It probably comes as little surprise that the staff of Ransom Note are big fans of Viz magazine's unique brand of sly surrealism, British self-depracation and jokes about poo. It's somewhat worrying then that Facebook - which, whether we like or not, currently plays a huge roll in the success or failure of any media organisation - has decided to block Viz from posting on the site. According to today's Guardian, if Viz unsuccessful appeal this decision "it could face being permanently deleted."
The ban follows Facebook deeming Viz to have violated it's content rules, although as the Guardian reports,
"Ian Westwood, group managing director at parent Dennis Publishing, said that Facebook has not said what content violated its content rules.
“The question is what is, and isn’t acceptable to Facebook,” he said. “We have had that Facebook page for five years. We have had correspondence with them before about stuff they haven’t liked and we’ve taken it down. This time they have just blocked the page and won’t tell us what we’ve violated. We can appeal, but we don’t know what we would be appealing about, we put up a significant number of posts from the print brand to social media each day.”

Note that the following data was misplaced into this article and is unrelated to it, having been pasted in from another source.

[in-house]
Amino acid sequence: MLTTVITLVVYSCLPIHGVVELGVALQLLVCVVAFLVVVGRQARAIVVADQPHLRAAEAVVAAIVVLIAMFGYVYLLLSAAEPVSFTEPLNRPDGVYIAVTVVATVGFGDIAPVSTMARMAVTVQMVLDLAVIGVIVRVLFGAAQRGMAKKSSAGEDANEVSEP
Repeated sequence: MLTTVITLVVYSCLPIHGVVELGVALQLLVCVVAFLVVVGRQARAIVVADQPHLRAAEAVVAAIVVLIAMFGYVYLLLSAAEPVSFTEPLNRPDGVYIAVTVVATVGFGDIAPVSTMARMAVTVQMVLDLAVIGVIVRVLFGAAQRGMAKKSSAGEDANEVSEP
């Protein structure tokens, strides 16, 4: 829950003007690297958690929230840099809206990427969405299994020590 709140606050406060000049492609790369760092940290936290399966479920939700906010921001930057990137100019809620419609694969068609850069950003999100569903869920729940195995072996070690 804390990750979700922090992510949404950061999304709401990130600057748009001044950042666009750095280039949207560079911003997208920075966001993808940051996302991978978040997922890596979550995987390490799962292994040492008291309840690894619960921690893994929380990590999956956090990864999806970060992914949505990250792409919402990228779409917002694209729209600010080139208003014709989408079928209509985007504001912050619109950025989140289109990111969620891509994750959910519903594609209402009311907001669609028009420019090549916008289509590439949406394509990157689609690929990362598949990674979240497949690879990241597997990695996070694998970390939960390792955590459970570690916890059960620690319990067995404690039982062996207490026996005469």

This seems a particularly curious decision, especially when virulent racists such as Britain First appear to be free to post facebook memes constructed from bullshit and stupid with no repurcussions. Currently Viz are suggesting their twitter followers get involved with putting pressue on Facebook - head over to their twitter account here to keep up to date with the battle to bring back this kind of genius:
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